Overall: 4/5

Though it faded from the public over the years – due to its unavailable status on home video – Submarine Command is an impressive look (one of the first in a Hollywood movie) at the aftermath of how trauma from conflict can linger with those who survive armed conflict. Kino should be commended in rescuing this move from obscurity, with a solid HD transfer and an informative commentary track as a special feature. Very highly recommended.

Mychal has been on the Home Theater Forum’s reviewing staff since 2018, with reviews numbering close to 300. During this time, he has also been working as an assistant manager at The Cotton Patch – his family’s fabric and quilting supplies business in Keizer, Oregon. When not working at reviewing movies or working at the family business, he enjoys exploring the Oregon Coast, playing video games and watching baseball in addition to his expansive collection of movies on DVD, Blu-ray and UHD, totalling over 3,000 movies.

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Robert Crawford

Senior HTF Member
Dec 9, 1998
Real Name
Thank you for your review. I should have the Kino Blu-ray tomorrow, but I received the Via Vision Blu-ray as part of the "Directed by John Farrow" BD Collection last week and watched two of the films "Botany Bay" and this one. I'm thinking both the Kino and Via Vision Blu-rays are derived from the same scan. I'll do a comparison between the two. However, there are differences with the bonus material. The Via Vision has a different audio commentary by other people and a few other featurettes that's not on the Kino Blu-ray. With that said, I love listening to Mitchell and Rubin's audio commentaries on "War" movies. I find them entertaining and enlightening.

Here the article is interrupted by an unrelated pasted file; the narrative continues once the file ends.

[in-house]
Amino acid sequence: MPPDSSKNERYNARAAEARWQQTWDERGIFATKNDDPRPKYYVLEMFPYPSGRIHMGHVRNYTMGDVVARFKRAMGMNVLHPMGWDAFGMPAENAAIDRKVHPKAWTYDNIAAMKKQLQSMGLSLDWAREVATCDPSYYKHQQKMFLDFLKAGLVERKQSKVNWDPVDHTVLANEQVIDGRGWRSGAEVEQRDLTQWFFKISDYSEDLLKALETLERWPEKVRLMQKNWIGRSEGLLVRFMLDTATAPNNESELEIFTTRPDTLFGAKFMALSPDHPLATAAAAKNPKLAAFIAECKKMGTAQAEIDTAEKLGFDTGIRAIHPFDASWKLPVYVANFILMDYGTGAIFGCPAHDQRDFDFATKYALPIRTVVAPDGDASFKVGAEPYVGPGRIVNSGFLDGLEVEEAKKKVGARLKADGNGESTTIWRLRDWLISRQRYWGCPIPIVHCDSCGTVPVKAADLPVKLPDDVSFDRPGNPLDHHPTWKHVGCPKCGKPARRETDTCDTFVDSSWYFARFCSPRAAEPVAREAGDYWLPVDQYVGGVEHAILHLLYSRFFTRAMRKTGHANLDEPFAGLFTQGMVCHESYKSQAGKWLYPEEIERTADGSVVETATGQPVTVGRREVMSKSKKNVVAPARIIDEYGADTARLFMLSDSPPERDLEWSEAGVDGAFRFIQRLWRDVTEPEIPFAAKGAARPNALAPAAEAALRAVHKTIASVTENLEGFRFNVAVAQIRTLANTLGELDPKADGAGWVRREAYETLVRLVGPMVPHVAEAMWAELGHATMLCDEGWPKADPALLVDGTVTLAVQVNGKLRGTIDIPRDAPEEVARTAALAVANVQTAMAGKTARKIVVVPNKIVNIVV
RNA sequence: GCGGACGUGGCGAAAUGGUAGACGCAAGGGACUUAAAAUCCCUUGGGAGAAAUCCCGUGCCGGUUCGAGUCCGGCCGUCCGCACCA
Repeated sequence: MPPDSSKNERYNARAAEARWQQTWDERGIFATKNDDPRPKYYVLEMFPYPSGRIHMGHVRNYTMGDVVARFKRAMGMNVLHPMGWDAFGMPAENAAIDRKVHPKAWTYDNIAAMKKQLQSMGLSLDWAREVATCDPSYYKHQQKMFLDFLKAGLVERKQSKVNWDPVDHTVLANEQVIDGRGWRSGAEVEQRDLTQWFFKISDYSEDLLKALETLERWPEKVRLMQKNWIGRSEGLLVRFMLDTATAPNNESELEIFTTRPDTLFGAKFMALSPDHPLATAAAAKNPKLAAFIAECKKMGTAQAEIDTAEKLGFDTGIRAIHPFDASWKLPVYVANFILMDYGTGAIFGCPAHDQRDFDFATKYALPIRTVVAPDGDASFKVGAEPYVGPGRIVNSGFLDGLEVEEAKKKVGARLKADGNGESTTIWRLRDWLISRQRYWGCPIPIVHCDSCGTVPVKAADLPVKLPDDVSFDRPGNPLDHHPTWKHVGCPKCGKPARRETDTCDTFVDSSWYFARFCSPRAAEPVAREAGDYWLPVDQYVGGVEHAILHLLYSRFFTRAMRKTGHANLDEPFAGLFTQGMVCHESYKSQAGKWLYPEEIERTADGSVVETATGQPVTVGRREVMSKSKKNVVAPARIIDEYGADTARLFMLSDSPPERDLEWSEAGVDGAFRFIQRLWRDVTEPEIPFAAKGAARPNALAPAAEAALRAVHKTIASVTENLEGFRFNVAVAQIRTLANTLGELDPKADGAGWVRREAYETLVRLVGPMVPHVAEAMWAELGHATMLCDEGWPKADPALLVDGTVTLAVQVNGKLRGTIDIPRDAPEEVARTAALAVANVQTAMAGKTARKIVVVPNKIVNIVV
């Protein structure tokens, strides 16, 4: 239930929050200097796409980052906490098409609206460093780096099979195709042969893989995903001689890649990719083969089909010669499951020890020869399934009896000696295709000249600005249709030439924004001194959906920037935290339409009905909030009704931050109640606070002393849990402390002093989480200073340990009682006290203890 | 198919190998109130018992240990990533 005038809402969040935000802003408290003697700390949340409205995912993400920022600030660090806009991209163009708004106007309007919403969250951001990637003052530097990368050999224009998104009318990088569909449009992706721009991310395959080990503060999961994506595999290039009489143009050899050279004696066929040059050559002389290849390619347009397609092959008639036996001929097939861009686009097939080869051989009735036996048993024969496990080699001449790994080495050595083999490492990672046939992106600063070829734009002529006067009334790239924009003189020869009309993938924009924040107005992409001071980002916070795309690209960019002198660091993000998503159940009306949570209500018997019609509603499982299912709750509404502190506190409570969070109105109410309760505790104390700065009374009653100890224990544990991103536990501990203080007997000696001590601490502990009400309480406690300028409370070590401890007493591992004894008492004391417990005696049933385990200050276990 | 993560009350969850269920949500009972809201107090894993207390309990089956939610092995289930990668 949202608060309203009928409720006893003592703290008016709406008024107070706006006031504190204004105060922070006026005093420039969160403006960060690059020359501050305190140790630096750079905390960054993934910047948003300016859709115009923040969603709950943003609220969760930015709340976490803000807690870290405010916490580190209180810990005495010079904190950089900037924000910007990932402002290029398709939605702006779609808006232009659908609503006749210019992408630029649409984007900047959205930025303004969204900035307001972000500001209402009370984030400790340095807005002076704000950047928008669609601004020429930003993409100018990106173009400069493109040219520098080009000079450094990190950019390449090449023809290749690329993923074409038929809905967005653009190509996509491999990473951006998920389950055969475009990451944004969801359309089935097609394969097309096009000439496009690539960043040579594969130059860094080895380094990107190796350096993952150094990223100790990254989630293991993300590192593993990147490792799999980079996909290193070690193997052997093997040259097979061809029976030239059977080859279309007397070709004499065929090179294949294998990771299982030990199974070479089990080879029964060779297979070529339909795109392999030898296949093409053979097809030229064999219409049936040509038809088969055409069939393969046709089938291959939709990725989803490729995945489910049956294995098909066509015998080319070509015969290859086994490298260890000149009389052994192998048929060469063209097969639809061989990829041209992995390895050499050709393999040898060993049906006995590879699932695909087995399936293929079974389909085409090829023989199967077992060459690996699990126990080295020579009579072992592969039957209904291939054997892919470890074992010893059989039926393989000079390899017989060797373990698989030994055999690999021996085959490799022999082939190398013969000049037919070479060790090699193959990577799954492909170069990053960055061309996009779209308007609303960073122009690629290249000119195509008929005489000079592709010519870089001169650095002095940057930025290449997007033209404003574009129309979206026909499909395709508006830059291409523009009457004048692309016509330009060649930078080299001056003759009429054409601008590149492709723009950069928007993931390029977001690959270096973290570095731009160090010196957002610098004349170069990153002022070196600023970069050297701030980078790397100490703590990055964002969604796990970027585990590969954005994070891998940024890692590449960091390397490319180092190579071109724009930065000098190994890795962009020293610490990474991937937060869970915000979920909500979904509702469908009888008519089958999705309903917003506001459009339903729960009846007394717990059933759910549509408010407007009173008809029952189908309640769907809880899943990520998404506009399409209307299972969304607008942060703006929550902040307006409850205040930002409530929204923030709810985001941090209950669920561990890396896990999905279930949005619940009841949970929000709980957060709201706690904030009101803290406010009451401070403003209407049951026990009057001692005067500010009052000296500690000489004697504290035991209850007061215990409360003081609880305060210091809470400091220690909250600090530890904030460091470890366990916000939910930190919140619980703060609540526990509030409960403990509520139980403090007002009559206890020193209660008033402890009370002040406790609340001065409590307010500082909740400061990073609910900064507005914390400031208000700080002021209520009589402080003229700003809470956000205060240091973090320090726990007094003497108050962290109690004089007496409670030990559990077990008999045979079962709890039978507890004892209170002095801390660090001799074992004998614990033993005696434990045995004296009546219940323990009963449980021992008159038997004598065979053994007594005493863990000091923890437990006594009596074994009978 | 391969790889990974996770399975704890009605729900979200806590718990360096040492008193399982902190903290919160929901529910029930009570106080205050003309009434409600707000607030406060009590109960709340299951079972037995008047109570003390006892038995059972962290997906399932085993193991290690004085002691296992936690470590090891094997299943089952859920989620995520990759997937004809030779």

It's been decades since I last watched this movie on a local TV station, probably back to at least my teenage years. Anyhow, I do have one issue with this movie and that is an experienced Navy veteran like Bendix's character should have realized after time and reflection that
Holden made the correct decision during that faithful battle that took place just after they realized the war was over. I just never bought into the continued resentment which didn't help Holden dealing with his PTSD.